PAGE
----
Angelica Schuyler Church   [1756-1814]

Notable Dutch-American

Angelica Schuyler Church is a fascinating personality with an interesting family history. She is the eldest daughter of Continental Army General Philip Schuyler and Catharine Van Rensselaer Schuyler. She was married to a British Member of Parliament [MP], John Barker Church. During the Revolutionary War, Church made a fortune supplying the American and French armies. How he was able to do this as a British MP is not clear. One would suspect that he was not very welcome in his home country. Angelica’s sister Elizabeth was married to Alexander Hamilton.

In 1777, at the age of 21 Angelica eloped with Church and married him. She was afraid her father would not approve of the marriage because of his suspicions about Church’s past. In 1783, she and her family, then consisting of the two parents and four children, left for Europe and did not return until 1797.

From 1783 to 1785, Barker Church was in the employ of the US government as a US envoy to the French government. While in France, Angelica developed friendships with Benjamin Franklin, who was then US Ambassador to France. After he was replaced by Thomas Jefferson as ambassador she also developed a friendship with him. In addition she became friends with the Marquis de Lafayette, an important French personality.

In 1785 the Church family made a visit to New York which required a major round trip before the development of steamship travel. Following their New York trip they moved to London where she was able to develop friendships with members of the royal family.

As the daughter of a famous Revolutionary War general, Angelica was invited to attend President Washington’s inauguration in 1789, requiring another long round trip across the Atlantic Ocean in a sailing ship.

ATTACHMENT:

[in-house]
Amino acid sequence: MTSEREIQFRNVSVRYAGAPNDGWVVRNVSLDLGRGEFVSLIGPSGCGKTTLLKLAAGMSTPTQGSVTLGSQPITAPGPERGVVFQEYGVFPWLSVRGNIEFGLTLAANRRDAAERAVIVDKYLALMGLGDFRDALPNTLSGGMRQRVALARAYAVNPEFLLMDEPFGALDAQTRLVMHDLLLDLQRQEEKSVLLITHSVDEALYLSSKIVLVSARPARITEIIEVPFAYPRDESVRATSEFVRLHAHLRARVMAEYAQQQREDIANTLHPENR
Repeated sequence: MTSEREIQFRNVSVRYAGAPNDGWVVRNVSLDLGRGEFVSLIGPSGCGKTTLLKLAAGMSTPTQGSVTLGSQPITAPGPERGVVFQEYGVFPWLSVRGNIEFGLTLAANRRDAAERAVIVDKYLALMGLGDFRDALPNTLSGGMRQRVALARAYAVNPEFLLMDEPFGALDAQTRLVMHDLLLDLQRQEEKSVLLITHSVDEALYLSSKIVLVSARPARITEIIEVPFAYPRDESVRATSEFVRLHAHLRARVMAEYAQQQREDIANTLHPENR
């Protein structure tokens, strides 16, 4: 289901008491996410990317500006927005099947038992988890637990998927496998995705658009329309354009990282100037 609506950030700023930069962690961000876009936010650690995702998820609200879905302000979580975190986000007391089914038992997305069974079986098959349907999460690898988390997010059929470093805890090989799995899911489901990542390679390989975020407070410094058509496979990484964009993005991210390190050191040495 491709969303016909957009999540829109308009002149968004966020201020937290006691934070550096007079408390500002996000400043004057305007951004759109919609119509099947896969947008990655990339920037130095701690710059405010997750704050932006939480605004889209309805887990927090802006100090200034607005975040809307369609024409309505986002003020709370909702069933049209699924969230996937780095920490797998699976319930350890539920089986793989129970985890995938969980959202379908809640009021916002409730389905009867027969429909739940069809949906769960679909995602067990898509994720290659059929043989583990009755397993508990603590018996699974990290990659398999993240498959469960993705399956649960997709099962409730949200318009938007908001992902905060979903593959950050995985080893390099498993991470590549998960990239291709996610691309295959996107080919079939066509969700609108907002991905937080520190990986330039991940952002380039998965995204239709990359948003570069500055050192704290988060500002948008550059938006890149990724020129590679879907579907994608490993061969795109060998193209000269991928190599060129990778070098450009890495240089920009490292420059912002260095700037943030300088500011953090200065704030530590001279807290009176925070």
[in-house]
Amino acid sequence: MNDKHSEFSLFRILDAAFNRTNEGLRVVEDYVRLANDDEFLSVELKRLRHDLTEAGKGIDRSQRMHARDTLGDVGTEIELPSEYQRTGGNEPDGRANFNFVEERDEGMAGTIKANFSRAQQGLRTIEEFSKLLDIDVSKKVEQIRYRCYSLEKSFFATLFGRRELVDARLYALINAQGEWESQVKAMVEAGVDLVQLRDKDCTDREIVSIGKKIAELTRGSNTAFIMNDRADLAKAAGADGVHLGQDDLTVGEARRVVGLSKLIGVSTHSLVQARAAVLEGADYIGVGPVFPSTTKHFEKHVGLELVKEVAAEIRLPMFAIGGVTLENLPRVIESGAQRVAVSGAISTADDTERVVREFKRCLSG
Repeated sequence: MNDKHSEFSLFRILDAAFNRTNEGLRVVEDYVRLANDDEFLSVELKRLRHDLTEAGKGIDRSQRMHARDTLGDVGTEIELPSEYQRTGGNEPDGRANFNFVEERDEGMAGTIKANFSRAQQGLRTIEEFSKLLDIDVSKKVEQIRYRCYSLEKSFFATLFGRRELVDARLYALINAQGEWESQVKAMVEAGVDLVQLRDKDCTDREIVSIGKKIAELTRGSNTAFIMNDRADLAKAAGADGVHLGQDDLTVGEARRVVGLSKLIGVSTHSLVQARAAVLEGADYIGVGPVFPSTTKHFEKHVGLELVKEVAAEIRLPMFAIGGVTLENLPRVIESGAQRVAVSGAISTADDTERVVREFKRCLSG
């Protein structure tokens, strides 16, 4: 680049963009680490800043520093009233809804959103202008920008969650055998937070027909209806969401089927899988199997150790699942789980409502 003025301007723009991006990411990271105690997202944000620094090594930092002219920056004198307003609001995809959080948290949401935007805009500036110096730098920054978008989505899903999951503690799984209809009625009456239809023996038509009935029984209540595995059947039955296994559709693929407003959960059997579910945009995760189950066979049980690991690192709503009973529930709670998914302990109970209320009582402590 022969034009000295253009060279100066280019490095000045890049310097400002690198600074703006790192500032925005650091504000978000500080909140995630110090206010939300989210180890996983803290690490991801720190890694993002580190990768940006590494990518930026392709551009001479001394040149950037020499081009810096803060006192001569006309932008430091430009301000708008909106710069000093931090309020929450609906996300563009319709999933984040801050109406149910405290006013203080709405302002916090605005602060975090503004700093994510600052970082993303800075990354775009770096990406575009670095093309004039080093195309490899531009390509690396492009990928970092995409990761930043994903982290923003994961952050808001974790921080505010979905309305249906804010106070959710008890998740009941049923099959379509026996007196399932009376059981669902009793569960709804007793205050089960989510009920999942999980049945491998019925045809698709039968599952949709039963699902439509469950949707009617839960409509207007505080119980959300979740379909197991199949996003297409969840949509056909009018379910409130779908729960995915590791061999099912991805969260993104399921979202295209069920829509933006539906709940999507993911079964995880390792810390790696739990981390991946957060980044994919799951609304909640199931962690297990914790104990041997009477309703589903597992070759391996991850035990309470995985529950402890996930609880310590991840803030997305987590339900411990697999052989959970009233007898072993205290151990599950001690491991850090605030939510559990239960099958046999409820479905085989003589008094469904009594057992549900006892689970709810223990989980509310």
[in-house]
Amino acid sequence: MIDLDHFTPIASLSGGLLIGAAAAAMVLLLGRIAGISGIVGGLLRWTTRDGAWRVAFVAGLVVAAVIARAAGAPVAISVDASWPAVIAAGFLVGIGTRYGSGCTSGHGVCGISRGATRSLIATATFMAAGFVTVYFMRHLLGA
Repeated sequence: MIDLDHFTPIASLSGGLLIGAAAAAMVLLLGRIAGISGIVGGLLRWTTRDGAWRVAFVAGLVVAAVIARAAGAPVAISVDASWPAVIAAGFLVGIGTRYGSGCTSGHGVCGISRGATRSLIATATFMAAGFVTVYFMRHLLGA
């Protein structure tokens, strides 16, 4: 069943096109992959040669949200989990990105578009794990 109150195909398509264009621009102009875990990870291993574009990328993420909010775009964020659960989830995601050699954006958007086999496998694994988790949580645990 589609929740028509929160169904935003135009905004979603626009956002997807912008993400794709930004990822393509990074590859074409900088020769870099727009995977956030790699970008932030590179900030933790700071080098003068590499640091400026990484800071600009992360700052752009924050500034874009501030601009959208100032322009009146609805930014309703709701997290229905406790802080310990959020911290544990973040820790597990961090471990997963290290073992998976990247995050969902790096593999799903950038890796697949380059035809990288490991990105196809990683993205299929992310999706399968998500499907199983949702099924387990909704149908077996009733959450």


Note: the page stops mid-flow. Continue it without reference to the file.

The Church family moved back to the United States in 1797, and they were reunited with the other members in the Schuyler family in New York.

Church had provided substantial credits to the new United States during its struggle for independence. Unfortunately the country was unable to pay him back in monetary terms. In its place the United States paid him back with 100,000 acres of land in Western New York. The land was located in Genesee and Allegany counties, along the Genesee River. Church’s son Philip traveled to the area to see how useful and valuable the lands were.

At a special spot on the Genesee River, a town was laid out with designs reminiscent of Paris. Philip named the new town after his mother Angelica. The town named Angelica is still there until today. The layout is still as it was when designed by Philip Church.

Angelica Schuyler Church was born on February 20, 1756 and passed away on March 13, 1814 at the age of 58. She had led an interesting life.

Angelica is an important role model in the Hamilton musical play by Lin-Manuel Miranda. Renee Elise Goldsberry developed the role of Angelica in the off-Broadway and Broadway productions. Angelica is portrayed as witty and intelligent and is featured in the songs “Satisfied” and “The Schuyler Sisters”. At the time of this writing she is portrayed in the Broadway Musical “Hamilton” by Mandy Gonzalez.


Chernow, Ron, “Alexander Hamilton”, Penguin Press, 2004

Randall, William Sterne, “Alexander Hamilton: A Life”, Harpers-Collins, 2003

Roberts, Warren, “A Place in History: Albany in the Age of Revolution, 1775-1825”, Albany: NY State University Press, 2010

Wikipedia, especially for picture (Angelica Schuyler Church with her son Philip C. 1785)



About the New Netherland Institute

For over three decades, NNI has helped cast light on America's Dutch roots. In 2010, it partnered with the New York State Office of Cultural Education to establish the New Netherland Research Center, with matching funds from the State of the Netherlands. NNI is registered as a 501(c)(3) non-profit organization. Contributions are tax-deductible to the extent permitted by law. More

The New Netherland Research Center

Housed in the New York State Library, the NNRC offers students, educators, scholars and researchers a vast collection of early documents and reference works on America's Dutch era. More


Subscribe Now

Subscribe to NNI's  e-Marcurius and DAG to receive information about New Netherland-related events, activities, conferences, and research. 


Support NNI

By supporting NNI you help increase awareness of the 17th century Dutch colony of New Netherland and its legacy in America.